These are the main files where the web service you are going to develop will reside. In fact, typically, you will change only the asmx.cs file (you would add the web methods and additional logic to the web service).

The .asmx and .asmx.cs files are similar in concept to the .aspx and .aspx.cs file. However, since a web service do NOT have user interface, the .asmx file will be very light.

The code in these files is discussed in the section below.

Web.config

Except for the user interface, the web services can depend on the functionality available in ASP.NET. That means, it can make use of authentication, http handlers, http modules, databases (using the appropriate connection strings), etc.

The Web.config (as in the Web Application projects) stores all this configuration information.

AssemblyInfo.cs

This is a .NET related file (not a web service specific file). As the name says, this file contains the assembly (in this case a dll) related information. That would be the title, description, company, version, etc. of that assembly.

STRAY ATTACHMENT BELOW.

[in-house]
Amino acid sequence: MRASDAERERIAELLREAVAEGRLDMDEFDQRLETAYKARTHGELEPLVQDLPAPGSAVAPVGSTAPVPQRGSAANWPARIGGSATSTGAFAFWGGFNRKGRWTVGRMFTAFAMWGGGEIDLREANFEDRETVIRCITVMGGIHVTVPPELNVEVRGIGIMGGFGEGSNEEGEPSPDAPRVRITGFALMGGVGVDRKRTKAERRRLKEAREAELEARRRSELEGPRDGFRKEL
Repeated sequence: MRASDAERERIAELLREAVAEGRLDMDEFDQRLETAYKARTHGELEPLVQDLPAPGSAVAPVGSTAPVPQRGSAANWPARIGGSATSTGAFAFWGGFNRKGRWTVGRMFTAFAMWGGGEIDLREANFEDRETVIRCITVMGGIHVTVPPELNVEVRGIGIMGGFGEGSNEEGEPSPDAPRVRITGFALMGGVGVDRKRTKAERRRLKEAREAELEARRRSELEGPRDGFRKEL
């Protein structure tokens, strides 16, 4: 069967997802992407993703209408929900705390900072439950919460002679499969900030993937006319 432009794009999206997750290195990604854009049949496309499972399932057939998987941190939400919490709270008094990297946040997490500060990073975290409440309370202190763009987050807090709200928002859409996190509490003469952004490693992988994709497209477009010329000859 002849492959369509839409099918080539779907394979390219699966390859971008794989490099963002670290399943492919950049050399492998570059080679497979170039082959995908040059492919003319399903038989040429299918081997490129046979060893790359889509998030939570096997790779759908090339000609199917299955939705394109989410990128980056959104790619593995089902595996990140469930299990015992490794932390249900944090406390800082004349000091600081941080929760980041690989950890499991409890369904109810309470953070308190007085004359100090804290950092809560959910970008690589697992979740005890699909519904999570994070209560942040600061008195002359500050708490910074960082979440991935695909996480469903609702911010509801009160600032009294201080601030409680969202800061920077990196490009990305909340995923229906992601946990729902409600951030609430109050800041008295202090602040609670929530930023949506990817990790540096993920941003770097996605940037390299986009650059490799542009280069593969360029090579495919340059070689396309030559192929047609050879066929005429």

Code Analysis

Let’s look at two web service related code files that are generated as a part of this solution.

Service1.asmx

Code Listing 1. Service1.asmx

<%@ WebService Language="C#" CodeBehind="Service1.asmx.cs" Class="FirstWebService.Service1" %>

As mentioned above, .asmx file is similar to .aspx file in concept. However, as you can see in Code Listing 1, the .asmx file is very light because there is no user interface attached to a service.

This .asmx file has the basic information about this web service:

  • the code behind is in Service1.asmx.cs